The overall effect? Endorphins act on relationships like feel-good glue, and the longer people are together, the more likely they are to stay that way.
THE BENEFIT OF BEING A JUNKIE: LOVE DRUGS KEEP US HEALTHY
Studies have found that being in a long-term loving relationship, or even feeling love for family, friends or pets, can improve our health. It's all thanks to the true-love endorphins, which, in addition to giving us a comforting, euphoric feeling, activate Natural Killer cells that boost our immune system to fight everything from the common cold to cancer. Endorphins also help to improve other physiological functions such as circulation and digestion. In addition, studies indicate that people who are in happy, loving relationships show lower heart risk factors, like cholesterol and blood pressure levels. They also tend to live longer, healthier lives overall.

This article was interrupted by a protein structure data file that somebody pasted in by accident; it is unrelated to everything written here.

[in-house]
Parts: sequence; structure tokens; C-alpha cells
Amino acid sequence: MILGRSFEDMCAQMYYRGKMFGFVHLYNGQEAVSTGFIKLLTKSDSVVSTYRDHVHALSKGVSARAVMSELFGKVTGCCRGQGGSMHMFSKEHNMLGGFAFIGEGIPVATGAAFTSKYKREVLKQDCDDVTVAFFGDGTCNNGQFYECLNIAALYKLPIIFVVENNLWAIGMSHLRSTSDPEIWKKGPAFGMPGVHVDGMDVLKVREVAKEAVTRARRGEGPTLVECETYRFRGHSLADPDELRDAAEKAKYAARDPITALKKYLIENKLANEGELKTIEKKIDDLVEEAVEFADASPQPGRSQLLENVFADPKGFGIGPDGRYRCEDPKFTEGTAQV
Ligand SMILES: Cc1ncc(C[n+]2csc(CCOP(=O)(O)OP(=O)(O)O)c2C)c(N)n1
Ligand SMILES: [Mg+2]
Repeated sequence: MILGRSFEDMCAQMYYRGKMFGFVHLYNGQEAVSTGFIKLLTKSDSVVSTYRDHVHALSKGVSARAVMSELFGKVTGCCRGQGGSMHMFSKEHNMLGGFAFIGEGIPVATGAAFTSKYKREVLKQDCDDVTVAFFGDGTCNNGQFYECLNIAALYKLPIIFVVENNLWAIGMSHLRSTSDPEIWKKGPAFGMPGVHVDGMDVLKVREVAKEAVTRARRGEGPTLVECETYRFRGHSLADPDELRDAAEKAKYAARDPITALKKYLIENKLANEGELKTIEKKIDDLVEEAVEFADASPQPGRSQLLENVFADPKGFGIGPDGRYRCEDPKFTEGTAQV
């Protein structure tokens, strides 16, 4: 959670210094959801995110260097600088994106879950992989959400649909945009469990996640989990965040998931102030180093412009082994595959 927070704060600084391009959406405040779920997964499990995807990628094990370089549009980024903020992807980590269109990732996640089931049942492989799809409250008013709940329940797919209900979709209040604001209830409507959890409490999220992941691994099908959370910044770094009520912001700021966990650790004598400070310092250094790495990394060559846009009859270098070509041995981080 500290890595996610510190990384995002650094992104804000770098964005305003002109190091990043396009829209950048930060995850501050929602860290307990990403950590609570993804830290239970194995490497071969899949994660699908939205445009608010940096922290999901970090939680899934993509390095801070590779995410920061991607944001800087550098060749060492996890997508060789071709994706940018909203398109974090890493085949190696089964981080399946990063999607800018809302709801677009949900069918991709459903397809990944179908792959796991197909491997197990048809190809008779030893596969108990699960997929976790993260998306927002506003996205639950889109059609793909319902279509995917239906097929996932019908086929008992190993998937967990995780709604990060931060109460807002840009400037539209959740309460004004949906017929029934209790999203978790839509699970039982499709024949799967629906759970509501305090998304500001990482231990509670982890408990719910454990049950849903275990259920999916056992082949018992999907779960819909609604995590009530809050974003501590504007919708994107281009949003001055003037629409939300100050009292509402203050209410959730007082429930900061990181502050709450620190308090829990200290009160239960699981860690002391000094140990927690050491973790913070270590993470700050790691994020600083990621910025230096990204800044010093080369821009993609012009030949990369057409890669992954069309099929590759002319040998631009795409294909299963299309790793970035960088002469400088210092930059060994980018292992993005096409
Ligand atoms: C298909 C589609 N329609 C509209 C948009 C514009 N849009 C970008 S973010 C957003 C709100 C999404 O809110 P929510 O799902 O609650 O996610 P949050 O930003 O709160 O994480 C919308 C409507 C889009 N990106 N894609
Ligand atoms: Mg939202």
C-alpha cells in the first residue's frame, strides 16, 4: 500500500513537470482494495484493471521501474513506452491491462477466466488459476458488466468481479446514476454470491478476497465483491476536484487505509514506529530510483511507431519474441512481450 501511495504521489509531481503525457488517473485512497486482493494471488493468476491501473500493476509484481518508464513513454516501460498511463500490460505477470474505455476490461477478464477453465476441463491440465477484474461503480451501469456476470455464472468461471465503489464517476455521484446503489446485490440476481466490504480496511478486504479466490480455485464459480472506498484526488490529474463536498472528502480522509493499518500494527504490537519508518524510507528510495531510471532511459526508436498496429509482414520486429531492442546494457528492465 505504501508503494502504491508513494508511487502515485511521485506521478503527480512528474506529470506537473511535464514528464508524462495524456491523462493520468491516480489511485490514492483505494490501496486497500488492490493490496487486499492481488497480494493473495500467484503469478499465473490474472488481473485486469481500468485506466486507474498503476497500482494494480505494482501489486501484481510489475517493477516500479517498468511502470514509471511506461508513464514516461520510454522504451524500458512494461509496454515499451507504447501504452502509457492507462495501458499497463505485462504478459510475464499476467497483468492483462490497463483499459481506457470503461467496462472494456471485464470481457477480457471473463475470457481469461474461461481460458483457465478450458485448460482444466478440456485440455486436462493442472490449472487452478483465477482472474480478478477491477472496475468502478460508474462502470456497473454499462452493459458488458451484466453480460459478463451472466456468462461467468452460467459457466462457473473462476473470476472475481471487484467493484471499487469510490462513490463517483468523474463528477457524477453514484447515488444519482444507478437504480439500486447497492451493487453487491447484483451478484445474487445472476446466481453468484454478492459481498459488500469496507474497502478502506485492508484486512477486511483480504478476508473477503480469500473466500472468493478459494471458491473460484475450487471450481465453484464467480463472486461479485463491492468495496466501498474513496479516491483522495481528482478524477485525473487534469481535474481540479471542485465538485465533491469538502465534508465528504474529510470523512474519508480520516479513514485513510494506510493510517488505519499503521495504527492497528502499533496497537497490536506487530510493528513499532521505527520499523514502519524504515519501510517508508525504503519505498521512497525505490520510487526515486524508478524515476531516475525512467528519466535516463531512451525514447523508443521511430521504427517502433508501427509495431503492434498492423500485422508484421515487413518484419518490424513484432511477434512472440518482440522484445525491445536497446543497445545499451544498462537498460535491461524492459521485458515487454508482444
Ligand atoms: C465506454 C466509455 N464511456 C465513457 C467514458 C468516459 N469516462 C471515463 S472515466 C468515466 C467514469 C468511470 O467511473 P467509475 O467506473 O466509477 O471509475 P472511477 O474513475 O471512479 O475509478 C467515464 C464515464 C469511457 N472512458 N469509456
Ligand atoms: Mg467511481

WHERE CAN I SCORE SOME OF THOSE MYSTERIOUS HOTS?
Just who will set these love chemicals loose in our bodies is anybody's guess. Someone can be exactly your type on paper, but when you meet in person, there's absolutely no chemistry (literally), and vice-versa. Although there are various theories about what the spell of love is actually made of, nothing has been scientifically proven. Here are a few of the possibilities:
- Pheromones, the perfect aroma
Scientific research is leaning towards pheromones as the likely messengers of love. Pheromones are hormones that we emit from pores all over our body (especially armpits, genitals, and sweat glands), which other people pick up with their noses. It's already been proven that in animals the scent of pheromones leads to sexual attraction and other behaviors, but the jury is still out as to whether or not the same holds true for us complicated humans.